I’ll tell you up front that I want this to be an awesome story about all the great CB talk I heard on my trips, but pretty much all I ever heard was whistling from lonely truckers and the occasional, “smokey ahead.”  I was 18, hot and had no judgement (thus: hitchhiking*).  It wasn’t me that was missing out.  As a result, I still ended up hitching (notably once on Halloween in a pick-up with no less than four rifles in the back window) and holding out hope that one day the CB radio would be my salvation.

Being resourceful, I frequently wore short, breezy skirts on my trips to ensure that I wouldn’t actually have to wait for a ride.  I know.  HOW AM I STILL ALIVE?!

RR will be able to text me instead of hitchhinking on her way to college.  Or better still, that she’ll be able to use an app to get a tow and use a scanable bank card to pay since, like me, she’ll be wearing a tiny skirt with no pockets and won’t have a cent on her.  If she even goes to college (which is another concept that didn’t exist in my household when I went to school).  There are other things she won’t get like rotary phones (we ditched ours before I was old enough to use one) or VCRs (I’m not sure we even own a working one).  Just like you and I, record players will be relegated to the antique and she’ll have no idea that when I first started to use a computer (which wasn’t at birth), the screen was only green text on a black screen.  We bought it at Radio Shack (she won’t know what that is either).

This isn’t new, of course, but it just occurred to me.  When I watch her pick a different video on an ipad, when I watch her dance with a classmate to the Can Can playing from a dad’s phone, when I realize the ibook I was reading could read to her, I realized that I’m going to sound just like my grandparents.  And not in a “when I was your age we walked to school two miles in the snow waist deep uphill both ways!” but in a “you kids these days” way, which I’m not totally excited about.  Oh well, I have a couple of years to get my crotchety on.  Dammit.  Where IS my cane?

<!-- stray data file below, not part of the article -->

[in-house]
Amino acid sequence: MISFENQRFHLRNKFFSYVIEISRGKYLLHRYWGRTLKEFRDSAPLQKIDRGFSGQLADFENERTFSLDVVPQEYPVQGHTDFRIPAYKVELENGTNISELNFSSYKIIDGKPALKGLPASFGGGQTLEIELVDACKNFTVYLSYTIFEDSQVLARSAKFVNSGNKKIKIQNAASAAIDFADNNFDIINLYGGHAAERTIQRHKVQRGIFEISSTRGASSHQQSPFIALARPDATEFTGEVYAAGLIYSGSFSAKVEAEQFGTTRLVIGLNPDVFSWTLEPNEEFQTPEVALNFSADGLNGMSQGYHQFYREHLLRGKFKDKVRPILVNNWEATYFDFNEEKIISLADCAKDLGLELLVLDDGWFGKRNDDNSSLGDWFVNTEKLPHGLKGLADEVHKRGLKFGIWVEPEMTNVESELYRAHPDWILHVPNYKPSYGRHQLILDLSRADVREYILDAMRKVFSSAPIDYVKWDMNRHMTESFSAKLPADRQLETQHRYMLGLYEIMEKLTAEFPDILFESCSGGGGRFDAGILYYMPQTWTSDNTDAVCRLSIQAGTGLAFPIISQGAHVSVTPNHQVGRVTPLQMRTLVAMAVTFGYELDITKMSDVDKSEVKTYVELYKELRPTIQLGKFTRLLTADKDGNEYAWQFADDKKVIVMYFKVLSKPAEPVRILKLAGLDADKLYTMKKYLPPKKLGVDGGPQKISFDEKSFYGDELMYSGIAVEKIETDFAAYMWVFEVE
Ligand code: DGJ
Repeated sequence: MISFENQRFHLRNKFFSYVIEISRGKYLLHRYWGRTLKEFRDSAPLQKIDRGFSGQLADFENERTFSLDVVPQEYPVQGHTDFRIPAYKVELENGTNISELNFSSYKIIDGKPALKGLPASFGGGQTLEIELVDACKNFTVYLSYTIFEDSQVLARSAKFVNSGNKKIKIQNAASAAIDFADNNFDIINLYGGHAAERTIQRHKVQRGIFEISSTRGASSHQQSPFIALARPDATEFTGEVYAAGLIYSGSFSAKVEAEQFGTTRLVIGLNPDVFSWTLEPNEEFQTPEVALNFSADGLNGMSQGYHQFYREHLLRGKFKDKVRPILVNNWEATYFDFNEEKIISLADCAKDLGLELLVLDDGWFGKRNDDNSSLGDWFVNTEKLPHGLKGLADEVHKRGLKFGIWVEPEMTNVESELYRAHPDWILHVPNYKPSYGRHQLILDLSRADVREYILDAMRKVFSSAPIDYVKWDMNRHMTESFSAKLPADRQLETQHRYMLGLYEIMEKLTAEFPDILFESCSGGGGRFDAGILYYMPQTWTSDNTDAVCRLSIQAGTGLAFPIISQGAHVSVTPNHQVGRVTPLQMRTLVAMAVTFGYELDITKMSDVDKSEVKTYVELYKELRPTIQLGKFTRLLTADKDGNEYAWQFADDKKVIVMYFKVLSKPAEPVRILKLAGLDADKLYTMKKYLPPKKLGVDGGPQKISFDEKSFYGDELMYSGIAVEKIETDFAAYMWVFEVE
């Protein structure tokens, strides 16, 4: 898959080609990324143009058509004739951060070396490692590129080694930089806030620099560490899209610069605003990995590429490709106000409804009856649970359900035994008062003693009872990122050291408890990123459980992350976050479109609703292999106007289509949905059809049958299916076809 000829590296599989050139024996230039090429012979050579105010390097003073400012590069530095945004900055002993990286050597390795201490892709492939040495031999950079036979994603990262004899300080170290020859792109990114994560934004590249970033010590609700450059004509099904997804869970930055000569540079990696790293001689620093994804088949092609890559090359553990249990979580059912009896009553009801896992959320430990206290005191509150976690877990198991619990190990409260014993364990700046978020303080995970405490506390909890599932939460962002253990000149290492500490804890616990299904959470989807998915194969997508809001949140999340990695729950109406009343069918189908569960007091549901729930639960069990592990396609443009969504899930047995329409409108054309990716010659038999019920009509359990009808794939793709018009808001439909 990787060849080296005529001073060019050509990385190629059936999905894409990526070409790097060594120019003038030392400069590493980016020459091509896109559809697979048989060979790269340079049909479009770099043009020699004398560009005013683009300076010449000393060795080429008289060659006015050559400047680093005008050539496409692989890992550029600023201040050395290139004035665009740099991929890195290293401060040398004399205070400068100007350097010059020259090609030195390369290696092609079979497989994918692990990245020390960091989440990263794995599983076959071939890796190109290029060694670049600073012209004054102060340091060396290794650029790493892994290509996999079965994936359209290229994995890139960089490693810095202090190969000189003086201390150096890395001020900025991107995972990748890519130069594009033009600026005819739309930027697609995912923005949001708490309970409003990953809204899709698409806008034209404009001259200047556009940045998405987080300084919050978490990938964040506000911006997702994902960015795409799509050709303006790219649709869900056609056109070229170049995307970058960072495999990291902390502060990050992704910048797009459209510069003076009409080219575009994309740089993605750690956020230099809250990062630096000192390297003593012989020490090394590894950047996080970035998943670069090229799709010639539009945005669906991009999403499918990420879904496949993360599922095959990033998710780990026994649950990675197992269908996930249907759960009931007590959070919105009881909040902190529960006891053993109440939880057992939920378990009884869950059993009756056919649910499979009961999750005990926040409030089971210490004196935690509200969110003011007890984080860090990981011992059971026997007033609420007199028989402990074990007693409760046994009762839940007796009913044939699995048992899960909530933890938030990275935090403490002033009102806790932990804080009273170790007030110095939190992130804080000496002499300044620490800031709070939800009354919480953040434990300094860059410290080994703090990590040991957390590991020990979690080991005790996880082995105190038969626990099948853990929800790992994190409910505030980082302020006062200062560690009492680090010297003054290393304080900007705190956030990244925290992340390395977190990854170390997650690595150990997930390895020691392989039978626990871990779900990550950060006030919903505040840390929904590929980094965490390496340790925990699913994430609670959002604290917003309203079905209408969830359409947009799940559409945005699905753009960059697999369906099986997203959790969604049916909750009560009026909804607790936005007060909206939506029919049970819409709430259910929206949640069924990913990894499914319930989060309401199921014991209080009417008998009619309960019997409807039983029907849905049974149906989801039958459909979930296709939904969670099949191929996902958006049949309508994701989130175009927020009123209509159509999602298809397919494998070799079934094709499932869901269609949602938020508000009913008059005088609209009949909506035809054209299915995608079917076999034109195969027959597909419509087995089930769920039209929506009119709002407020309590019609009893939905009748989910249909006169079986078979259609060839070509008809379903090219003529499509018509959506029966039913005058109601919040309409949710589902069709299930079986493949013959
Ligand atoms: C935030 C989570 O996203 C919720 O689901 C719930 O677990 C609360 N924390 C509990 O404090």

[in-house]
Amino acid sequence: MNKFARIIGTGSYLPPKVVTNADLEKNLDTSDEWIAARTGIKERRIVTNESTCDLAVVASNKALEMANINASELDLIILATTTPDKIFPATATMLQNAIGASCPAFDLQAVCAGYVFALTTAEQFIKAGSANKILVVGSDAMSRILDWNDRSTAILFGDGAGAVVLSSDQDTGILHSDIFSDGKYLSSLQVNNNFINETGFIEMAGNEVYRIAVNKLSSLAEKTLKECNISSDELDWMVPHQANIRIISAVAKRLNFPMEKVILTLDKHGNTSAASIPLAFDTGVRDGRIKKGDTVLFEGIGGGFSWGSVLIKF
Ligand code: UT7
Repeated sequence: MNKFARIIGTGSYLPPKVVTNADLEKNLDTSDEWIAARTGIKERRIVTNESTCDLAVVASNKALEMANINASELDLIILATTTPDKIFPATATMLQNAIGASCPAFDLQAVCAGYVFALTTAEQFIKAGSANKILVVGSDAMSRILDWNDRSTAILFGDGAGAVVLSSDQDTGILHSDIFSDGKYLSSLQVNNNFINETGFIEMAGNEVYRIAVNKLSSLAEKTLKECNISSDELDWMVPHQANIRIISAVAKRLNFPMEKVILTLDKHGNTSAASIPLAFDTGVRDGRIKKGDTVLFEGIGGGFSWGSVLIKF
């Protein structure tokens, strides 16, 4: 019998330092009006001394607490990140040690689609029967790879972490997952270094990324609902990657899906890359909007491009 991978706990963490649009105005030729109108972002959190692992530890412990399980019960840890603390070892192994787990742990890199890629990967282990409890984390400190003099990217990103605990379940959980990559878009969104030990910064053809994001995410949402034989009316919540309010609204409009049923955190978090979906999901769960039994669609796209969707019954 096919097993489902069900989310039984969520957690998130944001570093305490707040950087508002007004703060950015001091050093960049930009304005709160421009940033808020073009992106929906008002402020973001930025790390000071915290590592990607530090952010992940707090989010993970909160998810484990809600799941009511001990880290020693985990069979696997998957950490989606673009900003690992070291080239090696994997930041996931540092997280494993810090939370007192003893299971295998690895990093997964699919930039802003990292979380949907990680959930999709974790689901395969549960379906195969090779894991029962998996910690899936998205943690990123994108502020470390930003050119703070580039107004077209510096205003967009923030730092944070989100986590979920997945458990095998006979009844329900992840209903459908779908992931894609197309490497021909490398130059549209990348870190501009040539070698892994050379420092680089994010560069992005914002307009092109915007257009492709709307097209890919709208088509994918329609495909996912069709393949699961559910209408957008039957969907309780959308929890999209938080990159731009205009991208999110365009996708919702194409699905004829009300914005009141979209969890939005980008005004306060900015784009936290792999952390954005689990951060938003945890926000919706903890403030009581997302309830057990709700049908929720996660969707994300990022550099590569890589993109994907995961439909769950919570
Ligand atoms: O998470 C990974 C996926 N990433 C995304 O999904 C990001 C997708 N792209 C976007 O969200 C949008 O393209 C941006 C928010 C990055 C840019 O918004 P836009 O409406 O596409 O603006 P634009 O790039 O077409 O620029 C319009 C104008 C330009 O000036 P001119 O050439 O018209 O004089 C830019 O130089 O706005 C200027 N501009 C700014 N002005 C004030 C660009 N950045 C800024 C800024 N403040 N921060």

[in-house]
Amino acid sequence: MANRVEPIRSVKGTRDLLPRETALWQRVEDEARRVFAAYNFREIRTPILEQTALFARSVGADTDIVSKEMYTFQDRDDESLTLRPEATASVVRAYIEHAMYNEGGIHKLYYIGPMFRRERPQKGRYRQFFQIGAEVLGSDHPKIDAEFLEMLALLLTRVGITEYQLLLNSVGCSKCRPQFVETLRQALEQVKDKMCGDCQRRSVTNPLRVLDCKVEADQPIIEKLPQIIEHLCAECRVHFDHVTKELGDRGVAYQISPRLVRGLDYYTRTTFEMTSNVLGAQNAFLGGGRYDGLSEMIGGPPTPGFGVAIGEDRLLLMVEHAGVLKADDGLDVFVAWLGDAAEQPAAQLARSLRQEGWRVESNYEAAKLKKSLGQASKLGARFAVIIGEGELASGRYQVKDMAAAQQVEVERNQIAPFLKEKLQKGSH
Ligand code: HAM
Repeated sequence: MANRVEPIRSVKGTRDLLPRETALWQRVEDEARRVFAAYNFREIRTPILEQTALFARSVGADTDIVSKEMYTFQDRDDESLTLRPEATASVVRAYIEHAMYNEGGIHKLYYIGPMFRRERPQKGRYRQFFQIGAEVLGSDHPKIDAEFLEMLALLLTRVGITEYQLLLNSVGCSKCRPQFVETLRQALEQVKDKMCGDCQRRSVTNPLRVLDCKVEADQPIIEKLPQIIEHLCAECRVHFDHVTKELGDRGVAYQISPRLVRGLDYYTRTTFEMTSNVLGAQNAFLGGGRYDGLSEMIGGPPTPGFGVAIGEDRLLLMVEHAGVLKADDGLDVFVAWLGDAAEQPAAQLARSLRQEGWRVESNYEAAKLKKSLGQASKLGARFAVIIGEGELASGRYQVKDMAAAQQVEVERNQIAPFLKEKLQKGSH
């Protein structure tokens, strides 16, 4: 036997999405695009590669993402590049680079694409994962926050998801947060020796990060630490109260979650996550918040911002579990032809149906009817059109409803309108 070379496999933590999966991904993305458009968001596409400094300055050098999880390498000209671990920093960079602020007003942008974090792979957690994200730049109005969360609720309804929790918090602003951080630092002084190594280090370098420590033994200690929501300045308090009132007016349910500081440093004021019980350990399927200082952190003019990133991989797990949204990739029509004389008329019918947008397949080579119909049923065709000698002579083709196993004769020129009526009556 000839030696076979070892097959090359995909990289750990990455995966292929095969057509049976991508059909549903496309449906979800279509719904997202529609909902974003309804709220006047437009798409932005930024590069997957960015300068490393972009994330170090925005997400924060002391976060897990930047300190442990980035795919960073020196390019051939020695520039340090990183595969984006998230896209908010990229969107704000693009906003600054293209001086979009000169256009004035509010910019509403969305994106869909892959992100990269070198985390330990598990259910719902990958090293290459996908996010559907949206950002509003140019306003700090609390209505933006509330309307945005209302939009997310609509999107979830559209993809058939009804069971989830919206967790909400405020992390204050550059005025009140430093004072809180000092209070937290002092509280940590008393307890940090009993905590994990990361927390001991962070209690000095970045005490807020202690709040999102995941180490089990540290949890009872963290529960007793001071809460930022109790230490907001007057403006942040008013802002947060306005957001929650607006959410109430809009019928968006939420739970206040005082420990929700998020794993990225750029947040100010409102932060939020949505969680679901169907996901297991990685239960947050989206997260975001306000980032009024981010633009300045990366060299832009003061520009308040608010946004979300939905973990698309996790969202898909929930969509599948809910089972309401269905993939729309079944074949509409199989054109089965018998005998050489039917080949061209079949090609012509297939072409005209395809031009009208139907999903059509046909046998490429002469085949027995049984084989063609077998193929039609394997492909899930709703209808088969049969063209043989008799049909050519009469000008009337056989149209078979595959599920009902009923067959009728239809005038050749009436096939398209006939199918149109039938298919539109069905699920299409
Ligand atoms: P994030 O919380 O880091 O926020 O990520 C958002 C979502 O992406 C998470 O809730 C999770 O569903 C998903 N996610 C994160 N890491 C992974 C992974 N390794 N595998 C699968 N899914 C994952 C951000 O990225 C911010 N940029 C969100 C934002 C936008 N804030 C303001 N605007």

*Remind me to tell you about the cargo van and with the circus clown.

Yeah, okay.

RR has adopted  a way of speaking that makes her sound simultaneously agreeable and disinterested.  Since I imagine that this is her sixteen-year-old self talking, I’m glad I have the opportunity to prepare for it.

She is perfectly capable of asking for things in her most polite tones.  For example, “More milk, pees?” or even just “Pears, pees?”  On the other hand, she’s also capable of shrieking those things (sans please) so we’re equally tone-lingual.  Regardless of what or how she has asked for something, if you respond with a question, she says, “Yeah. Okay.”

Yeah. Okay.

It’s as though she wasn’t the one who suggested it to begin with.  And when you inquire as to whether or not she’s interested in said thing, she nonchalantly acknowledges that sure she’ll take it, I mean, if you’re offering.  She has the indifferent tone down solid and it makes no difference how awesome (or horrible) our suggestions are.

“RR do you want to go to the park?”
“Yeah.  Okay.”

“MORE MAMA.”
“Do you want some more chicken?”
“Yeah. Okay”

“RR, please bring me your shoes made of molten lava.  Don’t you want to go to school?”
“Yeah, okay.”

“MAMA NO TOUCH ME.”
“Here, I’ll sit next to you instead.”
“YEAH. OKAY.”

“Is it okay if I take your beloved bunny and put him out of sight to get cleaned and surely rinse the smell of urine off of him?”
“Yeah…okay.”

I’d say I just felt lucky she preferred this to NO, however she has recently received the gold medal in vocal refusal.  And it was an especially tight field indeed.  On the other hand, the snickering delight I feel every time she responds to me with yeah, okay when she’s the one who asked for it to begin with makes every NO worth it.  Sort of.